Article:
These young women are asked why they don’t vote, their replies are brutally honest

Ed Sykes

A sea of lies, political jargon and boring speeches. This is what makes politics seem so pointless to so many young voters. And this is precisely what a group of young women recently told Shadow Minister for Young People and Voter Registration, Gloria de Piero, when asked why they didn’t vote.

De Piero had asked a group of young women in east London to be brutally honest with her, and that’s exactly what they did.

Cassie Hull, a 24-year-old youth worker, told the Labour MP:

It’s a waste of five minutes even thinking about [voting], I would rather think about my dinner

What has led her to think this? A lack of empathy from the Westminster political class:

If they lived in our shoes they wouldn’t be dictating how we live.

Hull also criticises politicians for speaking in jargon and alienating young citizens in the process. She says that to engage youngsters in politics:

you have got to break it down

Betting shop worker Emma Wynne backs this up, revealing:

I just don’t actually get what politicians do

But could the lack of accessible policy explanations be intentional? Could it be a way of hiding the fact that politicians actually do very little?

There is a vicious cycle of apathy among many young voters. Politicians don’t engage them, so they don’t vote. And because they don’t vote, politicians don’t bother fighting for their vote. In 2015, the Tories focussed their efforts on older voters, as around 78% of pensioners turned out to vote. With only 43% of those aged 18 to 24 voting, they may have made the best choice in order to remain in government. But the price of this decision was probably the further alienation of an entire generation.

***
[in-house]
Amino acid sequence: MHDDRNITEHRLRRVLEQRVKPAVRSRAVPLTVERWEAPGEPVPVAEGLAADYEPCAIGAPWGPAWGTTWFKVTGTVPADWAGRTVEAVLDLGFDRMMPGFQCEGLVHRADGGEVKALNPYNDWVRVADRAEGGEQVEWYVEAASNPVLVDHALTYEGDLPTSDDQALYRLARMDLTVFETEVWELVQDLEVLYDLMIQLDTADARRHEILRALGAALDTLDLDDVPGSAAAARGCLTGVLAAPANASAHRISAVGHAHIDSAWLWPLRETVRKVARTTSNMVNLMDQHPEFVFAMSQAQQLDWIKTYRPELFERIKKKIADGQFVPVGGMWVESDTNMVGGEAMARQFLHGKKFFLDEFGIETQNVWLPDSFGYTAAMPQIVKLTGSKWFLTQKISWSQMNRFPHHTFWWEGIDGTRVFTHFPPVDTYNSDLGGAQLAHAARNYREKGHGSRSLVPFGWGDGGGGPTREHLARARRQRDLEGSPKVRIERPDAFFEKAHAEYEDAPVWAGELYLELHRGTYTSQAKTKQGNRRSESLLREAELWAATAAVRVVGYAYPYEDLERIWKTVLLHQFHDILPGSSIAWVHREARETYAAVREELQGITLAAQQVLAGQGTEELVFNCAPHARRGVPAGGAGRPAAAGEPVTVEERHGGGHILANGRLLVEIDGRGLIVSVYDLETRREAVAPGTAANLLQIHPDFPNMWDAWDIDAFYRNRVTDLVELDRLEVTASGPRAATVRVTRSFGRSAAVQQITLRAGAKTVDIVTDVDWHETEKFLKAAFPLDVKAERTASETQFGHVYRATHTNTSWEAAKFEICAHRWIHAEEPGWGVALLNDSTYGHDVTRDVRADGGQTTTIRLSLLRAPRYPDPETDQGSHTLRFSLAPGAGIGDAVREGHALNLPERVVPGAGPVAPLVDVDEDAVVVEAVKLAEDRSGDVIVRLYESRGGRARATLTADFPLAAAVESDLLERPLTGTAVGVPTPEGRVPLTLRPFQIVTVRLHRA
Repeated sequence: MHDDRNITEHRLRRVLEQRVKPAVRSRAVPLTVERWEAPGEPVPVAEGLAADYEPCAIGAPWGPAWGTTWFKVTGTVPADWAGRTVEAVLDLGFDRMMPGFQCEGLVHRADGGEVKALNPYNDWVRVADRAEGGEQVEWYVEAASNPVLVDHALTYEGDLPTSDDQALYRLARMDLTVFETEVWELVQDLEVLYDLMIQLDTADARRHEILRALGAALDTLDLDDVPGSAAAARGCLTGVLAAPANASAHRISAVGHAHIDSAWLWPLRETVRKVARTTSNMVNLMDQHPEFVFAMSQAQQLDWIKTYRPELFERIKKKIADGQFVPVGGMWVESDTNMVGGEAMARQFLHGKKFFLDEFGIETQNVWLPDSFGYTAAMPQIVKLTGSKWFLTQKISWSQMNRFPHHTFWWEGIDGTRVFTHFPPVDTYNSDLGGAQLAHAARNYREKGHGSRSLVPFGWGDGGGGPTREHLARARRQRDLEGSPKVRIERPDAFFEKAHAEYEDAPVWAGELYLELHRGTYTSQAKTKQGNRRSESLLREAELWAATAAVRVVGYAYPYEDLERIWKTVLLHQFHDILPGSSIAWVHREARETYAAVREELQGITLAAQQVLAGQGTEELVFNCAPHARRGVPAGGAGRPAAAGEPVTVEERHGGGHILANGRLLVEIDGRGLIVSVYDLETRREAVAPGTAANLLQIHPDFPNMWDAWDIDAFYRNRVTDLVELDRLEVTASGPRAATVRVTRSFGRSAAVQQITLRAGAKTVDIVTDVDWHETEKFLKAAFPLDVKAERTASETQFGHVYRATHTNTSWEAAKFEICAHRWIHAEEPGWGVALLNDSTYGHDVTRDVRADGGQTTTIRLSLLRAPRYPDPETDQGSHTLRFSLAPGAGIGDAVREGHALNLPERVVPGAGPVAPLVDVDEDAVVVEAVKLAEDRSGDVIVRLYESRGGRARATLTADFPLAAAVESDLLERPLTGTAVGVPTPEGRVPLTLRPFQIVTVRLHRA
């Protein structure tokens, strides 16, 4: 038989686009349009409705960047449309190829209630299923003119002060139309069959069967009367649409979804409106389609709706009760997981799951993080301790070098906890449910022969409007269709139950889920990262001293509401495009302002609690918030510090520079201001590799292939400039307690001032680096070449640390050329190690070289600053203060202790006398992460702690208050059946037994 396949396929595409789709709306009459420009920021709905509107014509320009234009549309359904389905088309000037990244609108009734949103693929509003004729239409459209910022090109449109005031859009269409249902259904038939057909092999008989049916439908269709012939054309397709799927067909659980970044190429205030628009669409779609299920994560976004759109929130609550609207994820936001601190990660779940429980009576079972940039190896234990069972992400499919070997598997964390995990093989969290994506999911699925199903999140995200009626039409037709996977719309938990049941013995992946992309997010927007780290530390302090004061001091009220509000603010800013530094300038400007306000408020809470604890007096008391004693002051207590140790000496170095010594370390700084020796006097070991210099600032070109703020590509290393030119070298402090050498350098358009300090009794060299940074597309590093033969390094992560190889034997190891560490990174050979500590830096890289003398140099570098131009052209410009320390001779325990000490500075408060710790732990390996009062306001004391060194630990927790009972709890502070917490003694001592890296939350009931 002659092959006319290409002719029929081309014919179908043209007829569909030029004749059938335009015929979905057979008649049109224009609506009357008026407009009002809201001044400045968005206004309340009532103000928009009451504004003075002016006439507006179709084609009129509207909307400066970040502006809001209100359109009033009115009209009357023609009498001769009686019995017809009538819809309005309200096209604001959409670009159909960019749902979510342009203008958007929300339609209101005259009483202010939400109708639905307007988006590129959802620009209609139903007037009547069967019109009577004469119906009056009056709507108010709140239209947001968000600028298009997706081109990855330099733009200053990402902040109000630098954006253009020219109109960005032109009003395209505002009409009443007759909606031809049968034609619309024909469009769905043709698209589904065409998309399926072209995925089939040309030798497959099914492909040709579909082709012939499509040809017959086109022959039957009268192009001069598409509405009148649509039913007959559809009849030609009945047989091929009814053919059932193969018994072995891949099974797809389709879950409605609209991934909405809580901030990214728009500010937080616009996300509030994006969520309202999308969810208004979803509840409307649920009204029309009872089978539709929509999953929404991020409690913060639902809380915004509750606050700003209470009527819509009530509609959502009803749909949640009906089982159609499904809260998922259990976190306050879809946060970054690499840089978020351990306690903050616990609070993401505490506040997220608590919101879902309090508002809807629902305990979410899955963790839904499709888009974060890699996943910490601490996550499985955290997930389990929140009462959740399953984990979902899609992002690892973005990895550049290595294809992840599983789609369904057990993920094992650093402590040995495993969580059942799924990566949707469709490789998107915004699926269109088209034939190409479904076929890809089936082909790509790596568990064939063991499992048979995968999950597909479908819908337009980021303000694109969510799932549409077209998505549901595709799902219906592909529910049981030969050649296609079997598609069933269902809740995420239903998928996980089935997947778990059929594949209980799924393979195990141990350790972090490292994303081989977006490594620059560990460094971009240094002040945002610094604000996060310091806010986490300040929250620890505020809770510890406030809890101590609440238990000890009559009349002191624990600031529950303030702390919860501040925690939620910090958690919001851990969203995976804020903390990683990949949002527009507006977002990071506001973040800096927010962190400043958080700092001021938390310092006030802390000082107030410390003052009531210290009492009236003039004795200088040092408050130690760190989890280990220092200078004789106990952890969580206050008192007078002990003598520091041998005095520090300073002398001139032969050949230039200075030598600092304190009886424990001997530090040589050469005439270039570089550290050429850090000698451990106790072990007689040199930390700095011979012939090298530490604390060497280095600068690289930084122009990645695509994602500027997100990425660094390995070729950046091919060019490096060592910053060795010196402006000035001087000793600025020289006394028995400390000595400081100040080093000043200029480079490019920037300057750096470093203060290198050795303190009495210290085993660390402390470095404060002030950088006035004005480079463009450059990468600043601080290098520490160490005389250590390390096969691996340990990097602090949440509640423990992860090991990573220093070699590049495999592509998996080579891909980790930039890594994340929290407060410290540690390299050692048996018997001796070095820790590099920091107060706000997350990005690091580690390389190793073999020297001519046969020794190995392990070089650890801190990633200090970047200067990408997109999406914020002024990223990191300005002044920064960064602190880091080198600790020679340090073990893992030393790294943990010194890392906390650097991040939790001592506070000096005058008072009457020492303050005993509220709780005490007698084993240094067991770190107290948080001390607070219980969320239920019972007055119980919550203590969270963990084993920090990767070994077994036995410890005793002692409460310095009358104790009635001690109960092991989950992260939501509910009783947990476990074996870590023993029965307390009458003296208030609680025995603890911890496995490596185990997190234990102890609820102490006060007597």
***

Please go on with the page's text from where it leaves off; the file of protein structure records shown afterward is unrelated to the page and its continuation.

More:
The women de Piero spoke to claimed that politicians didn’t aim their policies at young citizens. Most even indicated that they wouldn’t know how to vote. But these young women could have something to gain from becoming politically active. Issues like employment, housing, and transport costs affect them all. They just find it difficult to believe that their problems can be resolved by politicians, in whom they have very little trust.

The political establishment seems to be happy that half of young citizens don’t turn up to vote. But it’s not just politicians who are to blame for this. The mainstream media is actively engaged in a game of distraction, misinformation and subsequently alienation, especially of British youngsters.

When news sources fail to explain things as basic as what politicians do or don’t do, it’s an example of the media failing to make current affairs understandable to key sectors of the population. Every citizen has the right to be an informed member of the political process they’re part of. And that’s why we desperately need to disrupt politics as usual and media as usual.

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At The Canary, we aim to make news both accurate and accessible. We also aim to challenge the lies of the political establishment and amplify the voices of those campaigning for a more hopeful future. If you support these aims, please become a subscriber here.

Follow the conversation on voter apathy on Twitter via the hashtag #NoVoteNoVoice.

Featured image via secretlondon123 and Incase

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